There are a couple of different boat operators serving this route, which takes around five hours. Our boat left just after lunch, with the departure being from the main ‘Passenger and Tourist Terminal’ in the city, as it’s named on Google Maps. Tickets can be purchased at the terminal, or from basically any tourist agent in the city.

Booking in advance is highly advisable, and while the prices are fixed, you’ll still find they vary from place to place and the official companies direct usually have the best price. There is a variation between the operators in terms of quality of the ships, and even then the Blue Cruiser company has a couple of different size boats. Prices have increased slightly since my trip and looking online now they seem to be between $25 – $50 depending on which service.

The journey is more along the Bassac River, though all waters seem to lead to the Mekong around here, and while it was very relaxing and peaceful, it wasn’t quite the hive of life along the river I expected.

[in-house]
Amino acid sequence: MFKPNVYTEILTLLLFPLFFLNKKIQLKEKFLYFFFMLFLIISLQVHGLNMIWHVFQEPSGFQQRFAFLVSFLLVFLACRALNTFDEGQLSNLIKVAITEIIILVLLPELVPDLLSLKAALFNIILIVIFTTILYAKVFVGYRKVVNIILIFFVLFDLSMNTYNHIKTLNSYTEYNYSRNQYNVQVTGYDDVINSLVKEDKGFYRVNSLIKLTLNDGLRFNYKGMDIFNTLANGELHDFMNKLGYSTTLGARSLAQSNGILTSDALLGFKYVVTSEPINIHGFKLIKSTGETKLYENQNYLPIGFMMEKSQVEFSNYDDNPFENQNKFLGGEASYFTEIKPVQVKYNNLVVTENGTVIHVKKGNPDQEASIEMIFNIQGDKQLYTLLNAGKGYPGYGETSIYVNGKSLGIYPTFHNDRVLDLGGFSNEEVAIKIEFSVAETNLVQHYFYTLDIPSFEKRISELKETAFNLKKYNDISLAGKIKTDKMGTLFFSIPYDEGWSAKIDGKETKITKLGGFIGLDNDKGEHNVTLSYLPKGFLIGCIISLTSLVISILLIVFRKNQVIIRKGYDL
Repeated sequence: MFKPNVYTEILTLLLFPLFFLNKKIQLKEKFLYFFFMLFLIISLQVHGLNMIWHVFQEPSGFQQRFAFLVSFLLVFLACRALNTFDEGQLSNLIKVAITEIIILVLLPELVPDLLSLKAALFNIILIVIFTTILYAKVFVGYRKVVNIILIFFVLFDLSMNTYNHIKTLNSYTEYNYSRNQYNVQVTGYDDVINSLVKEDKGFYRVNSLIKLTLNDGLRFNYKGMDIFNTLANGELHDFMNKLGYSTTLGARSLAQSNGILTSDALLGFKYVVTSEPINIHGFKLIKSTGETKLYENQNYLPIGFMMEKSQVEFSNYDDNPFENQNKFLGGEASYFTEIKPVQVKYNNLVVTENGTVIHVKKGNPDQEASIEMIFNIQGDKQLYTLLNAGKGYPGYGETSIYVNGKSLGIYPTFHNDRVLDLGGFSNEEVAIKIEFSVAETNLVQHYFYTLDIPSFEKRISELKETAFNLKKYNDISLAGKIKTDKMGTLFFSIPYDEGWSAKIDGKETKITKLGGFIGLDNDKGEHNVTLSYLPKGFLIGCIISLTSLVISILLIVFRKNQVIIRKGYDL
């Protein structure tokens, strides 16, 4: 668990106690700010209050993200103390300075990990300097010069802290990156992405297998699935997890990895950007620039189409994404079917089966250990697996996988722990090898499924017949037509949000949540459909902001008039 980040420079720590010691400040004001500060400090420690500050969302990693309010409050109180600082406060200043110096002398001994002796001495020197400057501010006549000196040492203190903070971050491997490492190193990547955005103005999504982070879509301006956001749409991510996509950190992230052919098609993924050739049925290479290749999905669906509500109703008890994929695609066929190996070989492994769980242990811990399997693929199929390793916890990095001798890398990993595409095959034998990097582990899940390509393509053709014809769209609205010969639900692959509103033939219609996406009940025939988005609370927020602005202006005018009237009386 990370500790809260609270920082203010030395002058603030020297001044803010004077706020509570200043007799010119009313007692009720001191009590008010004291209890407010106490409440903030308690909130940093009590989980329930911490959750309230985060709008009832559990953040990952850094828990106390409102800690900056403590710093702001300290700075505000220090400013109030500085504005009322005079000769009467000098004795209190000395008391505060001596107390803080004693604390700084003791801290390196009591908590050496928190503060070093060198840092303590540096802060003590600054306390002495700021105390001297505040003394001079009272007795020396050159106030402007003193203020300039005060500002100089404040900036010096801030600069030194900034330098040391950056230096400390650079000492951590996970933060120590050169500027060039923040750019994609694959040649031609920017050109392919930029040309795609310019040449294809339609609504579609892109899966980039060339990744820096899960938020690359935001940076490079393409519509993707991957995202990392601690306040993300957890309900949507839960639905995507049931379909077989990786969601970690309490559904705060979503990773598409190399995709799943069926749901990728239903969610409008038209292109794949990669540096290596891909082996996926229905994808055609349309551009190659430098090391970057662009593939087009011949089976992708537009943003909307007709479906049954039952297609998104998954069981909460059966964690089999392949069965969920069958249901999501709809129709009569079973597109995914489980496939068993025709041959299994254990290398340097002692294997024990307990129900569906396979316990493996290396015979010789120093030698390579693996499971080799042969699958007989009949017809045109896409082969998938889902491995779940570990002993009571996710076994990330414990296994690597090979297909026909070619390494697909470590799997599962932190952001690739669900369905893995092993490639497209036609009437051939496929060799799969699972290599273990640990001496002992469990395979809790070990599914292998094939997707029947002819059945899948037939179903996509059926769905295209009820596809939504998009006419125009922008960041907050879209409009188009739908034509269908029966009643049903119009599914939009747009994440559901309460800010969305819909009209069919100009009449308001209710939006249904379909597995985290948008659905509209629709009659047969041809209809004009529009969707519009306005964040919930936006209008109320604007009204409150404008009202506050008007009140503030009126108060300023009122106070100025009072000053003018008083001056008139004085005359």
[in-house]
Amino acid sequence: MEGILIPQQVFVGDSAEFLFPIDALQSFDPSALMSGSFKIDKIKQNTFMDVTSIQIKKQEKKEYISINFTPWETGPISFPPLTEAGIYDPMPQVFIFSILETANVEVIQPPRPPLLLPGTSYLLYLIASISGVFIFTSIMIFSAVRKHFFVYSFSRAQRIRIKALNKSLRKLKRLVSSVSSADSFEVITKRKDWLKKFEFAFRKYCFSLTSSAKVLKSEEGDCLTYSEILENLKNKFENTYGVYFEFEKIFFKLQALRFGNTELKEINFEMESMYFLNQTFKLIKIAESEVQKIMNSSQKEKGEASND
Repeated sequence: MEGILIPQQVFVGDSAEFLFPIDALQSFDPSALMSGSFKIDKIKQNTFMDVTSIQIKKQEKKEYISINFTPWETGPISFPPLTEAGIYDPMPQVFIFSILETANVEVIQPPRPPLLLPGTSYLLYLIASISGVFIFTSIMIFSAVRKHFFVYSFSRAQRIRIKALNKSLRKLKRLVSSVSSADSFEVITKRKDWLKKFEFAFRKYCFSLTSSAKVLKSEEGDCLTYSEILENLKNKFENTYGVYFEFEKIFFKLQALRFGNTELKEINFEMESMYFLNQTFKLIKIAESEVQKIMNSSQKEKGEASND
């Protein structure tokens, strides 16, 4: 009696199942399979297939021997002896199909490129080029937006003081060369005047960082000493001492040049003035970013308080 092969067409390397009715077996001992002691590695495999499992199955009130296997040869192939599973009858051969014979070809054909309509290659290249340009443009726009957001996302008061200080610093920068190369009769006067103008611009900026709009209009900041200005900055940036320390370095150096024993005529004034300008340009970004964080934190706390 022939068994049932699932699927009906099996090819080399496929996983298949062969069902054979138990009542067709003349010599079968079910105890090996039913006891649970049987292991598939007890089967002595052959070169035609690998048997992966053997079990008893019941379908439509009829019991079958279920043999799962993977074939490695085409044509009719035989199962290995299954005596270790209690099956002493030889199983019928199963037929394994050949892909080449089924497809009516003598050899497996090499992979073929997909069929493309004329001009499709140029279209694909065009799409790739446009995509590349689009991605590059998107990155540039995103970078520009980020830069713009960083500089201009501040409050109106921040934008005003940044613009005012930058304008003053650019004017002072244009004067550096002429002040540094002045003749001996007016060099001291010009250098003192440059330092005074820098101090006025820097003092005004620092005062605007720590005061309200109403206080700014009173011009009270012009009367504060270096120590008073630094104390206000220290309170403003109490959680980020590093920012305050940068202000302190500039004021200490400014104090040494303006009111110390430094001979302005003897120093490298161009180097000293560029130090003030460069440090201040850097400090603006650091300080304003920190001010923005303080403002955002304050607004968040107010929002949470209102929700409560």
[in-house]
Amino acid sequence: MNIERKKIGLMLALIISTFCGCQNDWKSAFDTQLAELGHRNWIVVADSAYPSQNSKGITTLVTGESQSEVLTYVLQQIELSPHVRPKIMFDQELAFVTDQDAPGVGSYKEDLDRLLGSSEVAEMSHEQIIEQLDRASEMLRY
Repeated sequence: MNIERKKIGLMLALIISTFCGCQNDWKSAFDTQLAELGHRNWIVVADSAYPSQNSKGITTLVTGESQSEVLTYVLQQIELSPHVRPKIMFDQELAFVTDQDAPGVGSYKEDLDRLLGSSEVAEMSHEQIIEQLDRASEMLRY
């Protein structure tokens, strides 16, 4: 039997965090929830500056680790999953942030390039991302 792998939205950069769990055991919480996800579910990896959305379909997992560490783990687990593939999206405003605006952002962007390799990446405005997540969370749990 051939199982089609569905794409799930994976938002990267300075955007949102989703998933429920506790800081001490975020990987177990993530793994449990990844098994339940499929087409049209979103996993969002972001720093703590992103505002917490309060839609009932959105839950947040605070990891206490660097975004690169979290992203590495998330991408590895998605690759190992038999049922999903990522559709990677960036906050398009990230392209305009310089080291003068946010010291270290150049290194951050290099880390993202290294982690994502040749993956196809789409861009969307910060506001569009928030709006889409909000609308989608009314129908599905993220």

There would be occasional villages with kids playing by and waving us by, at other points water-buffalo would lazily hoist themselves out of the water into the mid-afternoon sun. For some stretches, there wasn’t much to see at all, and river varied between narrow and wide and our group snacked, played cards and took in the sun. Overall, it was a nice experience for the journey time and was fairly flat so no sickness.

Getting a visa for the Phnom Penh to Chau Doc boat crossing

To enter Vietnam from Cambodia on the Phnom Penh to Chau Doc route you’ll need to ensure you have your Vietnam visa before departure.